Meeting the needs of society: How universities should transform and innovate
Universities need to constantly transform and innovate to meet expectations from societies worldwide for greater contributions – especially during troubled times such as the current COVID-19 pandemic.
According to NUS President Professor Tan Eng Chye, some of the fundamental changes required are the shifting to a model of continual lifelong learning, and ensuring that research can seamlessly benefit society.
“The impact of COVID-19 has demonstrated how interconnected our world has become. As the world recovers and rebuilds from the pandemic, there is growing public support that issues such as sustainable development, equality of opportunities, and the well-being of individuals and the community should take priority,” he said.
“Societies firmly rooted in such aspects will have greater inclusivity, cohesiveness, sustainability and equitability. They will be more resilient and adaptable, offering continuous opportunities for their members to thrive and grow.”
Universities will need to carefully consider how to meet the new expectations of society. One way is to move from a model of pre-employment training to continuous lifelong learning, said Prof Tan.
“In research, we need to consider how research advances can be seamlessly integrated into holistic and comprehensive frameworks to solve complex challenges.”
To meet these challenges, universities will have to transform and innovate successfully.
“By doing so, we will increase our dynamism and raise our contributions to society,” he said.
Prof Tan was speaking at the Global Forum of University Presidents 2021, held in conjunction with the 110th anniversary celebrations of China’s Tsinghua University. About 25 university leaders from around the world attended the event on 24 April.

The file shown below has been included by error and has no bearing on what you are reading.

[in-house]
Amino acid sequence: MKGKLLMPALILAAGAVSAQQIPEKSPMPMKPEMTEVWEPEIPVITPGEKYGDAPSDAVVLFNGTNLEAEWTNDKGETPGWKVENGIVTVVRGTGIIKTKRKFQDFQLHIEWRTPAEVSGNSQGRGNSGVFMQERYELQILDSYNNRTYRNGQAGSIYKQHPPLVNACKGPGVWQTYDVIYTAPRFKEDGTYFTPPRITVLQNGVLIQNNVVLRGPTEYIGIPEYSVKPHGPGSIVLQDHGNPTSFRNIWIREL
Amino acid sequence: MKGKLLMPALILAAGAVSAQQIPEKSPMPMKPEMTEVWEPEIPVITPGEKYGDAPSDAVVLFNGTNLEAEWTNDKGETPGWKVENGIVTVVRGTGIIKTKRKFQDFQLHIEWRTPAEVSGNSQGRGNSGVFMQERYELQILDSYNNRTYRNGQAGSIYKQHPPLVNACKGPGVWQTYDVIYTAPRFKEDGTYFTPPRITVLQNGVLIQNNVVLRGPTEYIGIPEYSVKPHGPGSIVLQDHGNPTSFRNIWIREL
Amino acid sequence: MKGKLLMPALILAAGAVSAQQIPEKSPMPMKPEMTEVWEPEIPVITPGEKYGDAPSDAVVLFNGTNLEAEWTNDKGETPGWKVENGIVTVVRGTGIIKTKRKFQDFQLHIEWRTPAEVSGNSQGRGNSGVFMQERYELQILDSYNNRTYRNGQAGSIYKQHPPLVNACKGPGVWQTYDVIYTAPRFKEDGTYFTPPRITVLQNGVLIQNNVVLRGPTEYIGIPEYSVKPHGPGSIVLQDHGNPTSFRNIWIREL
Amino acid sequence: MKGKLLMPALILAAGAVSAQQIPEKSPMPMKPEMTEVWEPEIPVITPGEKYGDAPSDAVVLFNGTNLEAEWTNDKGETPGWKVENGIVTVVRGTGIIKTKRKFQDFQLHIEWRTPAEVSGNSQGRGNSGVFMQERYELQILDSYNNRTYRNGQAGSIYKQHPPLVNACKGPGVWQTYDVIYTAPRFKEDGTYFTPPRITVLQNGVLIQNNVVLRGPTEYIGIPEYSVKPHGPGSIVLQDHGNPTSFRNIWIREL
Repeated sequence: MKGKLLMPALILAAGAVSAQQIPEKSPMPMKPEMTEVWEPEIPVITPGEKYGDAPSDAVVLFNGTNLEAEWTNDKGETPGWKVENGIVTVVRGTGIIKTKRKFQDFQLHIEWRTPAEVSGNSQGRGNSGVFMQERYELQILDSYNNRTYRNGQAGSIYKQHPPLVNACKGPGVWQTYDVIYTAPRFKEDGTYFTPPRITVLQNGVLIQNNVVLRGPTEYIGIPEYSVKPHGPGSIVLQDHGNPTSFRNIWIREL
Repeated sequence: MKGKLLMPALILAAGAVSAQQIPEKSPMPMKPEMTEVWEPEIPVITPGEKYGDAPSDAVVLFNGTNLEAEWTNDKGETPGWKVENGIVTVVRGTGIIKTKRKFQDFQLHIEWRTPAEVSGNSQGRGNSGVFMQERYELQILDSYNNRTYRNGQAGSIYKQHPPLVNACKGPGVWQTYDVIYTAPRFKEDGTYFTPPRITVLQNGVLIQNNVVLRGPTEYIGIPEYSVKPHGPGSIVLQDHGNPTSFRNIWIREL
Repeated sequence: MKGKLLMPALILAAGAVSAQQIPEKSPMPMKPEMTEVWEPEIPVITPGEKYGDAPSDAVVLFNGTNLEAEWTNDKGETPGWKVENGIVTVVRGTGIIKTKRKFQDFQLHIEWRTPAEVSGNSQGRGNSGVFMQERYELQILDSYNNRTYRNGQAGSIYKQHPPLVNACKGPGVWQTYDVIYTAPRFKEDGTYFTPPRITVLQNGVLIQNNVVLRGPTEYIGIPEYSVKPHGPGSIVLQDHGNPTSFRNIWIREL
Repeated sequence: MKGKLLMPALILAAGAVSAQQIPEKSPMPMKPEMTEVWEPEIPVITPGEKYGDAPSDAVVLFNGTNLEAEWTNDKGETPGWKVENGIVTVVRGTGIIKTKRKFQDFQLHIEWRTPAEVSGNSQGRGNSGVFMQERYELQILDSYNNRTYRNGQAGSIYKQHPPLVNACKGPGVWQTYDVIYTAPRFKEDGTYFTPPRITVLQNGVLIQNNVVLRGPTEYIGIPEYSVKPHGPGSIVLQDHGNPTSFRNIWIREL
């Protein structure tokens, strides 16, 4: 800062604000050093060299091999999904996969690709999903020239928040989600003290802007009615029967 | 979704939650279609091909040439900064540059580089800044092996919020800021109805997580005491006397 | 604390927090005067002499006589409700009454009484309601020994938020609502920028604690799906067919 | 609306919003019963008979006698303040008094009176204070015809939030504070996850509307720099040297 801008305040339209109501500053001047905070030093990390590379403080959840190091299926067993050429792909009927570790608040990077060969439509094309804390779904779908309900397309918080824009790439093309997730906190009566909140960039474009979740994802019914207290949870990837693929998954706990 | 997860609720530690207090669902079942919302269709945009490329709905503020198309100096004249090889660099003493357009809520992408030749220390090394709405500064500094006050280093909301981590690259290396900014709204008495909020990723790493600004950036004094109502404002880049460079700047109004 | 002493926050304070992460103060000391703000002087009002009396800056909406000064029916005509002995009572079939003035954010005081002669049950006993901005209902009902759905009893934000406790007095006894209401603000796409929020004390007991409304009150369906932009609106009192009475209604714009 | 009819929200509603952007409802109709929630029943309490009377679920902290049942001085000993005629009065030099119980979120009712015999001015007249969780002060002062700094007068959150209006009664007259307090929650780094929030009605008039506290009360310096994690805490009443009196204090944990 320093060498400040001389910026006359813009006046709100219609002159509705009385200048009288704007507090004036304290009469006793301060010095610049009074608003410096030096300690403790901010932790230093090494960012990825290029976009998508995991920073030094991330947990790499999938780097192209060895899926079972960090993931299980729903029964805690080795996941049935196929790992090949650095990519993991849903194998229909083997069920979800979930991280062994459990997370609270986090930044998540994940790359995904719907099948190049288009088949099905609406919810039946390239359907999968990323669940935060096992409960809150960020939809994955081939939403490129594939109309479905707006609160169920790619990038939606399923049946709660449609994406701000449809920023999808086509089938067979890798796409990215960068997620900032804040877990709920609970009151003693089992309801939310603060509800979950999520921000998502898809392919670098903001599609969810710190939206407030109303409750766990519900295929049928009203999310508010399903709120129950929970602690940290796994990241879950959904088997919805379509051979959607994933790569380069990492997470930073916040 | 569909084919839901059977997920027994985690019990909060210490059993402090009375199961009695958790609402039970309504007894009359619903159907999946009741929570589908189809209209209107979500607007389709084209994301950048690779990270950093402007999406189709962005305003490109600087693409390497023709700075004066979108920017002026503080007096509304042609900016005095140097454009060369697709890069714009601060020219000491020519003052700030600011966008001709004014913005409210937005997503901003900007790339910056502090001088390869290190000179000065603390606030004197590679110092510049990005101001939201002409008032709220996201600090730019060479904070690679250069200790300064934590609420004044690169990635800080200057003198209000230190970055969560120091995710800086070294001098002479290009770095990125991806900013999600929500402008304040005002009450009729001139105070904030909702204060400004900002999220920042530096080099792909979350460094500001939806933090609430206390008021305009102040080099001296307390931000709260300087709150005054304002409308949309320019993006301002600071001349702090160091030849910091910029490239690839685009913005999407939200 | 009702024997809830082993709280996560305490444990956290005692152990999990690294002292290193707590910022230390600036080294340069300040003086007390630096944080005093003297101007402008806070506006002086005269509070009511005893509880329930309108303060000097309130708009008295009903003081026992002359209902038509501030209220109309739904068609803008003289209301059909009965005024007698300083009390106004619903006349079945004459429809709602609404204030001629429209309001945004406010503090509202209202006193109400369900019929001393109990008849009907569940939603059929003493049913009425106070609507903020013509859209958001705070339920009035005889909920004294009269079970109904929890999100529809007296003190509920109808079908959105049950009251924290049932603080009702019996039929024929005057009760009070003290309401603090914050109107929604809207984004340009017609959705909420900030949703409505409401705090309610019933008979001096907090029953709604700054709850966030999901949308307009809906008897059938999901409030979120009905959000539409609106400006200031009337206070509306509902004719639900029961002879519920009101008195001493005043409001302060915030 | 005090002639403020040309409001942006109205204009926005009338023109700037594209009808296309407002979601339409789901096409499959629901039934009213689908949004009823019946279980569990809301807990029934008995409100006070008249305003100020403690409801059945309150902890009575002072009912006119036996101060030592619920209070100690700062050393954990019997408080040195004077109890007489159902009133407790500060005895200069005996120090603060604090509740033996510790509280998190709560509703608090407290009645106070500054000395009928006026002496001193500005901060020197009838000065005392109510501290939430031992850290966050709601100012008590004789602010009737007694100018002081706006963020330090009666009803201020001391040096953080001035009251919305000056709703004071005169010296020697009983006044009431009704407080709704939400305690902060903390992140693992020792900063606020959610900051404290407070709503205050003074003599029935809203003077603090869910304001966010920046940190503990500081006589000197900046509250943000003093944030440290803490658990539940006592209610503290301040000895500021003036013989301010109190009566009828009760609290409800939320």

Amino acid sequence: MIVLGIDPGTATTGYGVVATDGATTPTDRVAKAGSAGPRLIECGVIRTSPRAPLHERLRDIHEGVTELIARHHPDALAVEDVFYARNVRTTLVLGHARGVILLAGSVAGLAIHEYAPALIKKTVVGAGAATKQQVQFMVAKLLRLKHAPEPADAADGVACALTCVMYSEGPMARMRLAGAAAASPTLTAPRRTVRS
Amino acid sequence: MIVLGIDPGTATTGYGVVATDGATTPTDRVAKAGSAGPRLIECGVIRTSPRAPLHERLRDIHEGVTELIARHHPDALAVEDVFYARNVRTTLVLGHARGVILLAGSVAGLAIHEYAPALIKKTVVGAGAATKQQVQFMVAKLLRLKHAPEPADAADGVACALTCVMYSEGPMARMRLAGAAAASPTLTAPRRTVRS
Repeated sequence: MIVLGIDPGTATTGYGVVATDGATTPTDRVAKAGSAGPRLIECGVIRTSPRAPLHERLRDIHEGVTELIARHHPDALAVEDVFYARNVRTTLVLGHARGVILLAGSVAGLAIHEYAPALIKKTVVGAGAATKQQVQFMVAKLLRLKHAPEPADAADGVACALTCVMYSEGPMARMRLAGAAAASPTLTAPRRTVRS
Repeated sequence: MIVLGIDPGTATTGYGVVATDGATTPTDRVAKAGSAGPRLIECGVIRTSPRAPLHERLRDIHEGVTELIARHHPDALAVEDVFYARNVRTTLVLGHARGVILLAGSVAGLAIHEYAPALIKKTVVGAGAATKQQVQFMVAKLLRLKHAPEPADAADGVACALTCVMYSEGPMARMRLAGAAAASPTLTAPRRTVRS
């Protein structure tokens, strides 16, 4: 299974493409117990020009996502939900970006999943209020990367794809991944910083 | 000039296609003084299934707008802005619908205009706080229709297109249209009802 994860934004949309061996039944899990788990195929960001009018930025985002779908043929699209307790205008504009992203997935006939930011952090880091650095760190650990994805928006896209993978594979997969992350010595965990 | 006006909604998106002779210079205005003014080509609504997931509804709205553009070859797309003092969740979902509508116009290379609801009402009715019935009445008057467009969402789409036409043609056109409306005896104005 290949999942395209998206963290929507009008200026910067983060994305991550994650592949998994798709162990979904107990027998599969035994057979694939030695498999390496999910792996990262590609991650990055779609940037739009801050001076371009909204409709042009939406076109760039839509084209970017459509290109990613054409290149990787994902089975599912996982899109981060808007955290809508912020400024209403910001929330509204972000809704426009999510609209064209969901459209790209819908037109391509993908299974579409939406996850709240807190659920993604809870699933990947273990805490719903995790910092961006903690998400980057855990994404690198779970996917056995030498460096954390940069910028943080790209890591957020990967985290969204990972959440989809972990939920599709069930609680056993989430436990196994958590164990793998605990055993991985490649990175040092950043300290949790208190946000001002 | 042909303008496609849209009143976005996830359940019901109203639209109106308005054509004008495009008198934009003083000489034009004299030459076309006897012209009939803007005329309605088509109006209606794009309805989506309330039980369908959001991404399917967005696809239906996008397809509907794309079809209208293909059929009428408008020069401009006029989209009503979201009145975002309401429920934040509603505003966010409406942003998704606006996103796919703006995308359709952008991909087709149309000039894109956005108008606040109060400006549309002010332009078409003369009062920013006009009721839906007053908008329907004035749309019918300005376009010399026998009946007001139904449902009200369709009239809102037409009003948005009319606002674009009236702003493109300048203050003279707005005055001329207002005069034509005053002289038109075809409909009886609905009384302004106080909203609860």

The event was moderated by Professor Yang Bin, Vice President and Provost of Tsinghua University.
Speaking at the event, Tsinghua’s President Professor Qiu Yong said that international collaboration is vital to overcome global challenges such as climate change and social inequality. “Even closer collaboration will be needed to overcome future challenges,” he said.
Universities are among the longest surviving institutions in human history, and carry the hopes and expectations that they will benefit society, he said.
Mr Siddharth Chatterjee, United Nations Resident Coordinator in China, delivered a message from UN Secretary-General Mr António Guterres.
Universities have a central role to play in addressing the world’s challenges by nurturing new generations of young leaders and global citizens - by promoting digital cooperation and by helping to ensure access to quality education, said Mr Chatterjee.